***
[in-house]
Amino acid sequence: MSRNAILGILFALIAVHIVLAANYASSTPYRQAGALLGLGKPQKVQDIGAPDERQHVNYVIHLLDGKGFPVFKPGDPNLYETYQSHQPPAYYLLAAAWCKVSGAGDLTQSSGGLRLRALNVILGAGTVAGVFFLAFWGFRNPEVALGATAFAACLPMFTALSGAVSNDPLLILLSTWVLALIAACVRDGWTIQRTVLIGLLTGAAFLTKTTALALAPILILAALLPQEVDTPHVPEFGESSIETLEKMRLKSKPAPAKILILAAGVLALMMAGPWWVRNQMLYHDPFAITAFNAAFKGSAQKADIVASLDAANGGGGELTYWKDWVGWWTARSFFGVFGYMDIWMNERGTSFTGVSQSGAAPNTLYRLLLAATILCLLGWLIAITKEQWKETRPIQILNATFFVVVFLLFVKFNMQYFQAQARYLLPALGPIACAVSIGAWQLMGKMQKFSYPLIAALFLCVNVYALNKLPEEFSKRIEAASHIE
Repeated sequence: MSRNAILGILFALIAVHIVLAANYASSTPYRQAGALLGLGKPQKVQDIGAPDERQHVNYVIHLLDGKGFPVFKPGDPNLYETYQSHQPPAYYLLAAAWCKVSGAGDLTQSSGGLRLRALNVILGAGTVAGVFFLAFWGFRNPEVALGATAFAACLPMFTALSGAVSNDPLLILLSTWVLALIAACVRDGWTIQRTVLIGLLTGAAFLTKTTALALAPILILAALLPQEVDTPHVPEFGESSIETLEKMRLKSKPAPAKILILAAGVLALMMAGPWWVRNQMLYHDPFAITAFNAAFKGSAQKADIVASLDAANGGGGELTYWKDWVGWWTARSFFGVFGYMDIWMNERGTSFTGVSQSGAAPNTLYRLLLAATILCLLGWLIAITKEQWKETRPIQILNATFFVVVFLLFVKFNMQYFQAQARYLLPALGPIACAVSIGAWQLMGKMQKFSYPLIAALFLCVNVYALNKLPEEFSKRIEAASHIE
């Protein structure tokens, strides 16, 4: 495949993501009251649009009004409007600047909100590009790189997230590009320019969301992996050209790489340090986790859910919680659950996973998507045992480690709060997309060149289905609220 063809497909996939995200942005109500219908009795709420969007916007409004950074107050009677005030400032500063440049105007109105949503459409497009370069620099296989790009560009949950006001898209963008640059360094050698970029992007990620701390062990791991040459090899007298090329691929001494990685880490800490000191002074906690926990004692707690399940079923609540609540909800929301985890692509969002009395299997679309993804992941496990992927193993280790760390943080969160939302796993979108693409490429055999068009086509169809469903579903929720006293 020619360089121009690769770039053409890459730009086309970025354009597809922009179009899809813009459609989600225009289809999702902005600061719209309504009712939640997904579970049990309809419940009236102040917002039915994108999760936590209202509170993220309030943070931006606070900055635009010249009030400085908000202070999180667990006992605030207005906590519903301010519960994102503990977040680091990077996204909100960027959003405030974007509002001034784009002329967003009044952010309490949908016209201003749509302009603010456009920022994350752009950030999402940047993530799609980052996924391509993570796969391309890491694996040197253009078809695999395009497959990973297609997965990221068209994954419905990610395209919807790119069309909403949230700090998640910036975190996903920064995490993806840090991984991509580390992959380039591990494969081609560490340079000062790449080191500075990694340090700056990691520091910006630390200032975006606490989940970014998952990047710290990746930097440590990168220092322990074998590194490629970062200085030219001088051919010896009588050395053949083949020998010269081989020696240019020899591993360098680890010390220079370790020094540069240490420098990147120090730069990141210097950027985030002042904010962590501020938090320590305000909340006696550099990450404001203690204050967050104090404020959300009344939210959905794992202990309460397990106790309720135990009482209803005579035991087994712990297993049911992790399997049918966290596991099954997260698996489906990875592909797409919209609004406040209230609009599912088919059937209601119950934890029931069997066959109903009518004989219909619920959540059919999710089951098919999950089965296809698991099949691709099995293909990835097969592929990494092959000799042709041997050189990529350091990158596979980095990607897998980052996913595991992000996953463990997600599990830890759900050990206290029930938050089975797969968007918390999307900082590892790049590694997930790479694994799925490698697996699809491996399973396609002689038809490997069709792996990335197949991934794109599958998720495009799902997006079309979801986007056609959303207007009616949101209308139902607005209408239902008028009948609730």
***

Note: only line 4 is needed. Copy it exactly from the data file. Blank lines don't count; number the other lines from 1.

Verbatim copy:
């Protein structure tokens, strides 16, 4: 495949993501009251649009009004409007600047909100590009790189997230590009320019969301992996050209790489340090986790859910919680659950996973998507045992480690709060997309060149289905609220 063809497909996939995200942005109500219908009795709420969007916007409004950074107050009677005030400032500063440049105007109105949503459409497009370069620099296989790009560009949950006001898209963008640059360094050698970029992007990620701390062990791991040459090899007298090329691929001494990685880490800490000191002074906690926990004692707690399940079923609540609540909800929301985890692509969002009395299997679309993804992941496990992927193993280790760390943080969160939302796993979108693409490429055999068009086509169809469903579903929720006293 020619360089121009690769770039053409890459730009086309970025354009597809922009179009899809813009459609989600225009289809999702902005600061719209309504009712939640997904579970049990309809419940009236102040917002039915994108999760936590209202509170993220309030943070931006606070900055635009010249009030400085908000202070999180667990006992605030207005906590519903301010519960994102503990977040680091990077996204909100960027959003405030974007509002001034784009002329967003009044952010309490949908016209201003749509302009603010456009920022994350752009950030999402940047993530799609980052996924391509993570796969391309890491694996040197253009078809695999395009497959990973297609997965990221068209994954419905990610395209919807790119069309909403949230700090998640910036975190996903920064995490993806840090991984991509580390992959380039591990494969081609560490340079000062790449080191500075990694340090700056990691520091910006630390200032975006606490989940970014998952990047710290990746930097440590990168220092322990074998590194490629970062200085030219001088051919010896009588050395053949083949020998010269081989020696240019020899591993360098680890010390220079370790020094540069240490420098990147120090730069990141210097950027985030002042904010962590501020938090320590305000909340006696550099990450404001203690204050967050104090404020959300009344939210959905794992202990309460397990106790309720135990009482209803005579035991087994712990297993049911992790399997049918966290596991099954997260698996489906990875592909797409919209609004406040209230609009599912088919059937209601119950934890029931069997066959109903009518004989219909619920959540059919999710089951098919999950089965296809698991099949691709099995293909990835097969592929990494092959000799042709041997050189990529350091990158596979980095990607897998980052996913595991992000996953463990997600599990830890759900050990206290029930938050089975797969968007918390999307900082590892790049590694997930790479694994799925490698697996699809491996399973396609002689038809490997069709792996990335197949991934794109599958998720495009799902997006079309979801986007056609959303207007009616949101209308139902607005209408239902008028009948609730």